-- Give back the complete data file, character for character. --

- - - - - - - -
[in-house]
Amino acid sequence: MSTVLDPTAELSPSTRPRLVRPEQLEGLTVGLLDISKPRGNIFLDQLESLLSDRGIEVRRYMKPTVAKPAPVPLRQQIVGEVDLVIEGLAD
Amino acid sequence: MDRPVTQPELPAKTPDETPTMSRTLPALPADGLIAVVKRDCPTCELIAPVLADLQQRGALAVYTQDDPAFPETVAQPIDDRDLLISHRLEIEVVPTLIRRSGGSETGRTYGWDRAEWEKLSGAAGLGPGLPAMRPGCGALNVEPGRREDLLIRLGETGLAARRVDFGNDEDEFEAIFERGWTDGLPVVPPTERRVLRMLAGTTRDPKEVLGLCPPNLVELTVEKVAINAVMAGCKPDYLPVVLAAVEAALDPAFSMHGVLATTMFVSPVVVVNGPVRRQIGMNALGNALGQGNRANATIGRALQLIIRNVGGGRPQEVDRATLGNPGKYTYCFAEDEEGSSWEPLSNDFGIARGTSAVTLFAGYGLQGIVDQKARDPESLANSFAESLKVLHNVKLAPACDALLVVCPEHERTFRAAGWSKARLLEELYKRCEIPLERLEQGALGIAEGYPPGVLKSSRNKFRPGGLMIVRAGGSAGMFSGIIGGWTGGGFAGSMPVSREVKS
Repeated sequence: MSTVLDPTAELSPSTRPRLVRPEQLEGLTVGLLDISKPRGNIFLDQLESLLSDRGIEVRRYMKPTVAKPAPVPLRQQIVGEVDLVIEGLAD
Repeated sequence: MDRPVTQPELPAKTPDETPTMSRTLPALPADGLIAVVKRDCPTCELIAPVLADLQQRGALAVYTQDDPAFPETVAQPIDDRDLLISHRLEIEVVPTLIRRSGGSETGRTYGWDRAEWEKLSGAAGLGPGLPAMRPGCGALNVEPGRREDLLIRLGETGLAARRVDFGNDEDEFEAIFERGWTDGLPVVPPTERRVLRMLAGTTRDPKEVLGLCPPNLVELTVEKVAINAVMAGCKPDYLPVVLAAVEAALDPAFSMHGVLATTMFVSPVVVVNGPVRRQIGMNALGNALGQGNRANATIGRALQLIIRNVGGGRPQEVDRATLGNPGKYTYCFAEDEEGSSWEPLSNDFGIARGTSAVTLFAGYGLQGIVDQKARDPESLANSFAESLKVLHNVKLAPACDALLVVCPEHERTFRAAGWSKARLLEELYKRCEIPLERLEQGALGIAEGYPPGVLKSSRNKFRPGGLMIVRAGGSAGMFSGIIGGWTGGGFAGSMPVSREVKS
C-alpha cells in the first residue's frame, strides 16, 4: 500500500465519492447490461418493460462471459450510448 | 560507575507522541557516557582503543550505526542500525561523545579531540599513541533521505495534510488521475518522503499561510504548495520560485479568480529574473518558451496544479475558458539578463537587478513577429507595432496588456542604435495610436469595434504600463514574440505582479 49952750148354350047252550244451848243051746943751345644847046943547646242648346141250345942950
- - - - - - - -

[in-house]
Amino acid sequence: MSTVLDPTAELSPSTRPRLVRPEQLEGLTVGLLDISKPRGNIFLDQLESLLSDRGIEVRRYMKPTVAKPAPVPLRQQIVGEVDLVIEGLAD
Amino acid sequence: MDRPVTQPELPAKTPDETPTMSRTLPALPADGLIAVVKRDCPTCELIAPVLADLQQRGALAVYTQDDPAFPETVAQPIDDRDLLISHRLEIEVVPTLIRRSGGSETGRTYGWDRAEWEKLSGAAGLGPGLPAMRPGCGALNVEPGRREDLLIRLGETGLAARRVDFGNDEDEFEAIFERGWTDGLPVVPPTERRVLRMLAGTTRDPKEVLGLCPPNLVELTVEKVAINAVMAGCKPDYLPVVLAAVEAALDPAFSMHGVLATTMFVSPVVVVNGPVRRQIGMNALGNALGQGNRANATIGRALQLIIRNVGGGRPQEVDRATLGNPGKYTYCFAEDEEGSSWEPLSNDFGIARGTSAVTLFAGYGLQGIVDQKARDPESLANSFAESLKVLHNVKLAPACDALLVVCPEHERTFRAAGWSKARLLEELYKRCEIPLERLEQGALGIAEGYPPGVLKSSRNKFRPGGLMIVRAGGSAGMFSGIIGGWTGGGFAGSMPVSREVKS
Repeated sequence: MSTVLDPTAELSPSTRPRLVRPEQLEGLTVGLLDISKPRGNIFLDQLESLLSDRGIEVRRYMKPTVAKPAPVPLRQQIVGEVDLVIEGLAD
Repeated sequence: MDRPVTQPELPAKTPDETPTMSRTLPALPADGLIAVVKRDCPTCELIAPVLADLQQRGALAVYTQDDPAFPETVAQPIDDRDLLISHRLEIEVVPTLIRRSGGSETGRTYGWDRAEWEKLSGAAGLGPGLPAMRPGCGALNVEPGRREDLLIRLGETGLAARRVDFGNDEDEFEAIFERGWTDGLPVVPPTERRVLRMLAGTTRDPKEVLGLCPPNLVELTVEKVAINAVMAGCKPDYLPVVLAAVEAALDPAFSMHGVLATTMFVSPVVVVNGPVRRQIGMNALGNALGQGNRANATIGRALQLIIRNVGGGRPQEVDRATLGNPGKYTYCFAEDEEGSSWEPLSNDFGIARGTSAVTLFAGYGLQGIVDQKARDPESLANSFAESLKVLHNVKLAPACDALLVVCPEHERTFRAAGWSKARLLEELYKRCEIPLERLEQGALGIAEGYPPGVLKSSRNKFRPGGLMIVRAGGSAGMFSGIIGGWTGGGFAGSMPVSREVKS
C-alpha cells in the first residue's frame, strides 16, 4: 500500500465519492447490461418493460462471459450510448 | 560507575507522541557516557582503543550505526542500525561523545579531540599513541533521505495534510488521475518522503499561510504548495520560485479568480529574473518558451496544479475558458539578463537587478513577429507595432496588456542604435495610436469595434504600463514574440505582479 49952750148354350047252550244451848243051746943751345644847046943547646242648346141250345942950